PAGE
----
Going for It: Rapid Reinvention

Calling all grads: job search help

Can you hear it? The strains of "Pomp and Circumstance" are wafting through the air as colleges and universities all over the country turn out their newest crop of graduates. But with the economy still depressed, the outlook for those bright and talented graduates securing gainful employment is not bright.

I've featured several experts in this blog offering advice for graduates on how they can succeed in their quest for jobs, despite the sluggish economy. Today, Janice Bryant-Howroyd, author of "The Art of Work: How to Make Work, Work for You" and CEO of the Act 1 Group personnel services agency, offers her advice via an e-mail sent by her publicist:

1. Do Your Homework. You may have graduated with honors, but the real research begins now...Search company websites and set Google alerts to learn what they aren't saying about themselves. Tailor your resume to each company.

2. Ask Somebody. Everyone you know knows someone who knows someone who works in a company you want to be employed by. Work every contact. Don't be shy about checking in with contacts. Personal referrals remain one of the strongest door openers to a job.

3. Think Small. Small and mid-sized companies are doing the most hiring right now. Target these companies ambitiously; their hiring managers often are more available to see you, make hiring decisions more quickly than larger companies and offer solid career growth.

4. Follow Every Lead. The time you invest in one interview should lead to the next one. If you're conducting your own job search, ask about other opportunities and for an interview referral to explore them. Make yourself known as a 'company fit', not just a 'department fit.'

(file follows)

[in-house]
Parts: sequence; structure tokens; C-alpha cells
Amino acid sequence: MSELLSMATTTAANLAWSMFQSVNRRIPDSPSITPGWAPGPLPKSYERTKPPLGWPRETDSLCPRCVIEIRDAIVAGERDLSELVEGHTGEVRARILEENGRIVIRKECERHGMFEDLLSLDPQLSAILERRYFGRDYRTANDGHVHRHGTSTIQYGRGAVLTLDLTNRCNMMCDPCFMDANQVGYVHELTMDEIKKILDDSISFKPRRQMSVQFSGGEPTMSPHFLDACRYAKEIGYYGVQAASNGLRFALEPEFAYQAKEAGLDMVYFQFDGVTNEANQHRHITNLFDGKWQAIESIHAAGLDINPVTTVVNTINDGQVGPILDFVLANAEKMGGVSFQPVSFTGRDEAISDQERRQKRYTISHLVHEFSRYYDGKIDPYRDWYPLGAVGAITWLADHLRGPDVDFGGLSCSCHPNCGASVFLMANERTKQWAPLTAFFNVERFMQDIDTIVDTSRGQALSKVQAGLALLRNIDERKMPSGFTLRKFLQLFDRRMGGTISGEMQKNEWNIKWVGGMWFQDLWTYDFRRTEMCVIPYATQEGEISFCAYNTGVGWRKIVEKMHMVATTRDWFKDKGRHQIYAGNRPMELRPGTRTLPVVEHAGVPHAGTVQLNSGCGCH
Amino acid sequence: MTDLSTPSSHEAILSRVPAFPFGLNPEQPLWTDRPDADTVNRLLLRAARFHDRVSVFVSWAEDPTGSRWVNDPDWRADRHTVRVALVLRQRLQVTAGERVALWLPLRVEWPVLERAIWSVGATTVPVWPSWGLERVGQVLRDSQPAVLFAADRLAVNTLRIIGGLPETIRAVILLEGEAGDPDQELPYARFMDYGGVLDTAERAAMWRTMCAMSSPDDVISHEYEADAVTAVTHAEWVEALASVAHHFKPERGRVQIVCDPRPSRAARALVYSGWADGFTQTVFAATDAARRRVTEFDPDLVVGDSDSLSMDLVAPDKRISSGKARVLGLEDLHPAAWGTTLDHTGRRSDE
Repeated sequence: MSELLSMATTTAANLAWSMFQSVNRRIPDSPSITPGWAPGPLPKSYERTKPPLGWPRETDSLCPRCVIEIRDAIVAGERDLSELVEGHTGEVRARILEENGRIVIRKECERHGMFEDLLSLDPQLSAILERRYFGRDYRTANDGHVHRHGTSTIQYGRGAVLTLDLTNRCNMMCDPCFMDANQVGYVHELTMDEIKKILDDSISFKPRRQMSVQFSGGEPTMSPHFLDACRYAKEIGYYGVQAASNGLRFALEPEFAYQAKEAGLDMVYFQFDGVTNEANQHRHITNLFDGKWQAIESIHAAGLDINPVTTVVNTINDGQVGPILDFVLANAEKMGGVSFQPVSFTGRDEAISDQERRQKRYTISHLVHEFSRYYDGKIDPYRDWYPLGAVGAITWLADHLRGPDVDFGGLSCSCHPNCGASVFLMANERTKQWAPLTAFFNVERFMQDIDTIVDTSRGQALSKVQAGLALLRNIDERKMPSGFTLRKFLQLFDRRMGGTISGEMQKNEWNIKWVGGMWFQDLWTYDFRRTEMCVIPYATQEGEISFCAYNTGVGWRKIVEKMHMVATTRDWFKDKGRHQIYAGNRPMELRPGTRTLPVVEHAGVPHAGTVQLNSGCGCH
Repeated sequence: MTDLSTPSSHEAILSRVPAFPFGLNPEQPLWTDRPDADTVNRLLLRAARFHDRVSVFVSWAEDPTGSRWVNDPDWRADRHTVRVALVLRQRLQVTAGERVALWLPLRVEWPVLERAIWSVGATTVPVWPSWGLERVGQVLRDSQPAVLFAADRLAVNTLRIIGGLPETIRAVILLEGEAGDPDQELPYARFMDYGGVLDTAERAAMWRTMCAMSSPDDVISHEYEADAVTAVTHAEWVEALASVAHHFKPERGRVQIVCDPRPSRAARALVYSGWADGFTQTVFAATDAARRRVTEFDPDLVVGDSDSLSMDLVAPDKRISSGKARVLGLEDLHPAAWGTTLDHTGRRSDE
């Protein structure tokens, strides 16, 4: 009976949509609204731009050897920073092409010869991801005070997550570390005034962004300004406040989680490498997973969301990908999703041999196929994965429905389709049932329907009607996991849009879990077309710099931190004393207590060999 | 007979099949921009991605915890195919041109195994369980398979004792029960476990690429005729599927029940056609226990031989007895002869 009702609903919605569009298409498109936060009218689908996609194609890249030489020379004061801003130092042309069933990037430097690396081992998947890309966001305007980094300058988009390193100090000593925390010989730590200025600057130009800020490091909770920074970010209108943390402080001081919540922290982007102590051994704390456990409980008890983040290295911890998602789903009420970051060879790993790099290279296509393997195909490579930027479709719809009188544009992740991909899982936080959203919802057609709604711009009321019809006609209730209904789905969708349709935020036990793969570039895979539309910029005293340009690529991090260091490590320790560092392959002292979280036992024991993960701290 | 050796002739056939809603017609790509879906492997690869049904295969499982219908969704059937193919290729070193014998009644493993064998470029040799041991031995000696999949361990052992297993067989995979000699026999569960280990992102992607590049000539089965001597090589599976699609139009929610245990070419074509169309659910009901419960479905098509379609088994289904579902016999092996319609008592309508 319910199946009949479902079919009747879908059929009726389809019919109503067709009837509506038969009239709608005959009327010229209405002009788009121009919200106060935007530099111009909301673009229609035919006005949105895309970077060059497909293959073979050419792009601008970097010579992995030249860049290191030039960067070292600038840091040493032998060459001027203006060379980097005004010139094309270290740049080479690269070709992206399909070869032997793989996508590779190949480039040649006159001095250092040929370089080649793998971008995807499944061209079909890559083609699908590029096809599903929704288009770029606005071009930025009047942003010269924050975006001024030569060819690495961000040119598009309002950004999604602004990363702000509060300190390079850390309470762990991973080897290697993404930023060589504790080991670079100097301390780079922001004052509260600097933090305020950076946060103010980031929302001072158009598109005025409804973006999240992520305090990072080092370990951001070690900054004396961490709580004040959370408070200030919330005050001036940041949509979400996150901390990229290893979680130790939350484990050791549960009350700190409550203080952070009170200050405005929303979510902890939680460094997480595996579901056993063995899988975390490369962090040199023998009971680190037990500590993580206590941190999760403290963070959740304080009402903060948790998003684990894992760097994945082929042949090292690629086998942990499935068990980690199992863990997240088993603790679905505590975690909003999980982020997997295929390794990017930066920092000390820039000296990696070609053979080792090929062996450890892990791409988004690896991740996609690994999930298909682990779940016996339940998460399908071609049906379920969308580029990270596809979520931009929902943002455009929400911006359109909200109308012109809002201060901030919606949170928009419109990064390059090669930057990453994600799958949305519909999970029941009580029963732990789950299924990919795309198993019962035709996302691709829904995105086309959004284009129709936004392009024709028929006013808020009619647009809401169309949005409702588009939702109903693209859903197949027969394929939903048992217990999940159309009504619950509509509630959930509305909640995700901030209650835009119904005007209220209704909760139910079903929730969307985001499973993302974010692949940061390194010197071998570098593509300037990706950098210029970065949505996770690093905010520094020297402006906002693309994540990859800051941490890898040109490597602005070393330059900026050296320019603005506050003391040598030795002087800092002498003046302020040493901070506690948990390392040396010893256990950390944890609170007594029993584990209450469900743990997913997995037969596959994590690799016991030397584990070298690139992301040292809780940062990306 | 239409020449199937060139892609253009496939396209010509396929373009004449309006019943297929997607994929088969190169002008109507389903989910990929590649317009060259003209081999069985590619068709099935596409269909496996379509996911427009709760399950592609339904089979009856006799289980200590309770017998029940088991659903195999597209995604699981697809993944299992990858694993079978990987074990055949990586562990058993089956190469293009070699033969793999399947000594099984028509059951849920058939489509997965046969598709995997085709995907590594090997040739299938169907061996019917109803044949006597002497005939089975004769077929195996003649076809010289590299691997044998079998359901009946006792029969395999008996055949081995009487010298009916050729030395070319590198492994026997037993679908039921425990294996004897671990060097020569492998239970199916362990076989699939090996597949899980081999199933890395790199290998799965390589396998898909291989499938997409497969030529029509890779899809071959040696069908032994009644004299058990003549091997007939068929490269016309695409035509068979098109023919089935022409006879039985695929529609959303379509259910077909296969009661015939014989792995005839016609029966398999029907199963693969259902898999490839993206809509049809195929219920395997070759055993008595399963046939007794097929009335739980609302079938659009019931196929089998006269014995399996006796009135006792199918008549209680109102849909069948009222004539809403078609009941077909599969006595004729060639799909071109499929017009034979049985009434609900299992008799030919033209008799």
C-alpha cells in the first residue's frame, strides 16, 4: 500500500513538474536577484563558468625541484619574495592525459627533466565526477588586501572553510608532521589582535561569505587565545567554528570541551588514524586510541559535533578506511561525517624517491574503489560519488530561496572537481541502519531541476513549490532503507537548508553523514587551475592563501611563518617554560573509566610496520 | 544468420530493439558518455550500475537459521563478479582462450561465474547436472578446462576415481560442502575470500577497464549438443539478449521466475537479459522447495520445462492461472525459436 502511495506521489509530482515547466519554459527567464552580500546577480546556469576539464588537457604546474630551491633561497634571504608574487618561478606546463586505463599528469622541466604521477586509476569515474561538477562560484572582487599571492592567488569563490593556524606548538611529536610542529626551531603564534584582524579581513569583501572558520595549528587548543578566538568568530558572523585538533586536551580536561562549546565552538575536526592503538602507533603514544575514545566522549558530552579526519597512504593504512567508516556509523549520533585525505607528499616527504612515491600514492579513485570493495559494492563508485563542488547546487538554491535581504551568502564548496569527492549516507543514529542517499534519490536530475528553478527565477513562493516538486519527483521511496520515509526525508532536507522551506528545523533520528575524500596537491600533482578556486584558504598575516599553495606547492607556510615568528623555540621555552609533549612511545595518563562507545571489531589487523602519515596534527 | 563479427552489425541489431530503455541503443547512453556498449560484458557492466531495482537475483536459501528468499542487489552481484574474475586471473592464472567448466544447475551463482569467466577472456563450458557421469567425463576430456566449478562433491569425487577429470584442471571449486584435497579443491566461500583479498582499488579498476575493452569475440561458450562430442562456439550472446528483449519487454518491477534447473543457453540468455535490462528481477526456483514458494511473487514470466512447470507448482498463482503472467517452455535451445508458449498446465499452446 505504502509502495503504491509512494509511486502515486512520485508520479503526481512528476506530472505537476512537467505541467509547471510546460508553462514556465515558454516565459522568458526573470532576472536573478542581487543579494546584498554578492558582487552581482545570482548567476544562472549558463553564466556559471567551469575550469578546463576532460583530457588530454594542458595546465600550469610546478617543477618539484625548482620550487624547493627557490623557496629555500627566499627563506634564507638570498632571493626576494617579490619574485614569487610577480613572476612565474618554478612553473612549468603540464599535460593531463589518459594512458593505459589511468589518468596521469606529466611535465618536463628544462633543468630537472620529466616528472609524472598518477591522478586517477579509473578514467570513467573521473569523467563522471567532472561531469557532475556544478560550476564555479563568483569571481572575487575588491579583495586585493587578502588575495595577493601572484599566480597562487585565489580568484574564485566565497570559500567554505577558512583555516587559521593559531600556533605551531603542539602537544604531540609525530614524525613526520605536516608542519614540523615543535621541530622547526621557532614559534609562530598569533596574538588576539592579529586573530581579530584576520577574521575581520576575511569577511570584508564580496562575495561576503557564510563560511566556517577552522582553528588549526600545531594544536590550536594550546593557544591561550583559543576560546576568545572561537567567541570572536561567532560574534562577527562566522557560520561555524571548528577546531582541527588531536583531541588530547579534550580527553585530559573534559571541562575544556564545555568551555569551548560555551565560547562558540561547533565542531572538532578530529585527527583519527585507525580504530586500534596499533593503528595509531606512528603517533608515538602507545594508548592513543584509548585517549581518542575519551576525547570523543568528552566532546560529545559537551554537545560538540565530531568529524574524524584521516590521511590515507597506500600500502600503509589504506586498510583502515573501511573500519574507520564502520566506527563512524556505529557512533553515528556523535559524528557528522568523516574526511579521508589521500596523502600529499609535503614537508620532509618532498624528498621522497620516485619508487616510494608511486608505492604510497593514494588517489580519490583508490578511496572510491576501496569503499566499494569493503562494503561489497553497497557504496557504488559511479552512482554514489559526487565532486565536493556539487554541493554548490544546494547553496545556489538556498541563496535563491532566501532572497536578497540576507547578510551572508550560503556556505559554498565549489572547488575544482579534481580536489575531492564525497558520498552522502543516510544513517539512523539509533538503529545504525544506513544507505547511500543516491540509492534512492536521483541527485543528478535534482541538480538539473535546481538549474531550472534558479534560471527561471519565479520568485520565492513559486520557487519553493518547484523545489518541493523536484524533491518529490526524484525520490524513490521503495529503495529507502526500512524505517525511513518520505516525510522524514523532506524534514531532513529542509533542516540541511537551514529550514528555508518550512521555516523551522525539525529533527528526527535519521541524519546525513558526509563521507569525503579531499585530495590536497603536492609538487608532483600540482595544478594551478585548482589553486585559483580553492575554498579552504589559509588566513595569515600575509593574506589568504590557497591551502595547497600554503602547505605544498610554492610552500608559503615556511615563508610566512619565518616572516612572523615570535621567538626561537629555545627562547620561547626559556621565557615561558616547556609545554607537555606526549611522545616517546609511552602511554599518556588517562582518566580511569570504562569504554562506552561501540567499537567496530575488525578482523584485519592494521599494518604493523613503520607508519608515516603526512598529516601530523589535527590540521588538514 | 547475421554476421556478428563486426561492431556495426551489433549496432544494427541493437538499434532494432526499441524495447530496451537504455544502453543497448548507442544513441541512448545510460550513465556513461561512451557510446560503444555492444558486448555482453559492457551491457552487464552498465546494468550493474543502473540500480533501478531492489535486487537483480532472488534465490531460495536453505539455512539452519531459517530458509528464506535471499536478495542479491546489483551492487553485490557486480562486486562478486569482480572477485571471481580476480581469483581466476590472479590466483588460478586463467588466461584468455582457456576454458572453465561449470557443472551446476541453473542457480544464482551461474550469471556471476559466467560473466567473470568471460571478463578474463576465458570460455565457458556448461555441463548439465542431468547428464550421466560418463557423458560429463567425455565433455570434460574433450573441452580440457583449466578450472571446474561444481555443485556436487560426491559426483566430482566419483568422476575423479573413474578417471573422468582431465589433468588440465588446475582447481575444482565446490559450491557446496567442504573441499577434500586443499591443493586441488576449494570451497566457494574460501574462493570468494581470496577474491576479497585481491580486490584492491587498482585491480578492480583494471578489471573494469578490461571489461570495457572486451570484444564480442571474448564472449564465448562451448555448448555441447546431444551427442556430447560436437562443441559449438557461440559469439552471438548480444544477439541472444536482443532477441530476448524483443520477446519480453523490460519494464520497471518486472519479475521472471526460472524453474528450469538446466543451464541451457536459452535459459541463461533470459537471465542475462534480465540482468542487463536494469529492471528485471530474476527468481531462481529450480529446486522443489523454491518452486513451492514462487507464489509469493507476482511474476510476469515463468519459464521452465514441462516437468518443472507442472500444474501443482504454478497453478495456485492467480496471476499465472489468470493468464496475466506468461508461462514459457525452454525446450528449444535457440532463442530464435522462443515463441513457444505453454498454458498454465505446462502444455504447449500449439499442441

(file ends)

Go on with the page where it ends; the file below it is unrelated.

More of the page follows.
5. Work Your Network. Your college alumni organization offers strong referral and reference support. Go to all your school's alumni mixers and locate all the active alumni in your area. Ask them about job openings in their companies, and for suggestions and advice. Alumni networks also post job chats and hiring information...

6. Every Career Begins with a Job...Starting lower on the job ladder in a great company often proves more valuable financially in the long term, and career growth wise, than taking a job with more pay at a company that is not your ideal.

7. Job Fairs. Most universities and colleges, as well as industries and companies, host job fairs. These are terrific places to meet many opportunities in one location...Job fairs are perfect to bring those personalized resumes to the companies you have already researched and know will be present.

8. Double Dip...If you are not the successful candidate on a particular hire, be bold about presenting yourself for other opportunities and ask for the chance. Also ask to debrief on what you did, or did not, present that lost you the opportunity. Be open to learn where you need to make corrections, and don't let pride keep you from asking for a solid evaluation.

9. Work Part Time...Part time work in the right environment is often the best way to make your mark at a company. This is particularly true in a small or mid-sized, growing company. Part time work is exciting and pays well.

10. Temp to Full Time. Temporary work is ideal to make connections and gain valuable experience.

Okay, you've heard it from an expert. Good luck! Let me know if this helps you land a gig!

 

By

Avis Thomas-Lester

 |  May 12, 2010; 7:08 AM ET Save & Share:  Send E-mail   Facebook   Twitter   Digg   Yahoo Buzz   Del.icio.us   StumbleUpon   Technorati  
Previous: Godspeed, Lena! Congrats, Garyn! | Next: Betty White for president

The comments to this entry are closed.

 
RSS Feed
Subscribe to The Post

© 2010 The Washington Post Company